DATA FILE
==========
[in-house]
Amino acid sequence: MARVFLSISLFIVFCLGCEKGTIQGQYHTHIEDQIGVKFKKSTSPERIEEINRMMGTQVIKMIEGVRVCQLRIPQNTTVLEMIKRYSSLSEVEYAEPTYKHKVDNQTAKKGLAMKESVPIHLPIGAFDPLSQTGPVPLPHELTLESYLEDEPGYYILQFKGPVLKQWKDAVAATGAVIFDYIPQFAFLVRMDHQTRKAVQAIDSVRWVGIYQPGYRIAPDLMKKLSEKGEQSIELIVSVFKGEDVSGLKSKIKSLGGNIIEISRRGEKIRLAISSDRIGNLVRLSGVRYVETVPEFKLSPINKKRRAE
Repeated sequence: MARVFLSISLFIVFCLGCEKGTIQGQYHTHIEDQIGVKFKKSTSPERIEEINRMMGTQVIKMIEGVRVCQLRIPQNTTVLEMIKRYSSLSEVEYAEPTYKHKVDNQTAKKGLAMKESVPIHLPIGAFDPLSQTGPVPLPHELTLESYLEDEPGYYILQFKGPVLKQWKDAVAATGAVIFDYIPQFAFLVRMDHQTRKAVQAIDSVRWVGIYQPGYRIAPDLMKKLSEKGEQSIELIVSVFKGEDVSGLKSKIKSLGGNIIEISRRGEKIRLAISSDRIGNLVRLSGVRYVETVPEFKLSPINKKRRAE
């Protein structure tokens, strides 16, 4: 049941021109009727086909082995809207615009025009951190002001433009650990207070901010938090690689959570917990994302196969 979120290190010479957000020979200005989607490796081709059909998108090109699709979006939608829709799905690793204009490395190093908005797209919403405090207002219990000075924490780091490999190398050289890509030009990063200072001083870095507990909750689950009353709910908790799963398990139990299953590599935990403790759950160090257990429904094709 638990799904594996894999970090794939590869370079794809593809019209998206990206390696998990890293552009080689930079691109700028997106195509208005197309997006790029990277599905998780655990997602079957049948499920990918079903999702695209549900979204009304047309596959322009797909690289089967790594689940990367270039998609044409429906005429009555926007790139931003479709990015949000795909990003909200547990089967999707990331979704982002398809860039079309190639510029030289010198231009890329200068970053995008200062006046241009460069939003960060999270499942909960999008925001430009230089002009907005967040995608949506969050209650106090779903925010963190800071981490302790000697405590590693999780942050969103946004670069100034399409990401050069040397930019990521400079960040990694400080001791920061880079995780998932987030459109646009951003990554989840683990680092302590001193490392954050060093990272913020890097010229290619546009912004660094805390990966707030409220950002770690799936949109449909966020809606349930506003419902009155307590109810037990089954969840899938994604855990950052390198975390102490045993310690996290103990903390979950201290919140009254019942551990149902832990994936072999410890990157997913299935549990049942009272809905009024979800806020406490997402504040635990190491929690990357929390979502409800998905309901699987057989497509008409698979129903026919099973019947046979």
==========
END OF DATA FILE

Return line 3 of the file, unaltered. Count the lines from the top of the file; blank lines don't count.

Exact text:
Repeated sequence: MARVFLSISLFIVFCLGCEKGTIQGQYHTHIEDQIGVKFKKSTSPERIEEINRMMGTQVIKMIEGVRVCQLRIPQNTTVLEMIKRYSSLSEVEYAEPTYKHKVDNQTAKKGLAMKESVPIHLPIGAFDPLSQTGPVPLPHELTLESYLEDEPGYYILQFKGPVLKQWKDAVAATGAVIFDYIPQFAFLVRMDHQTRKAVQAIDSVRWVGIYQPGYRIAPDLMKKLSEKGEQSIELIVSVFKGEDVSGLKSKIKSLGGNIIEISRRGEKIRLAISSDRIGNLVRLSGVRYVETVPEFKLSPINKKRRAE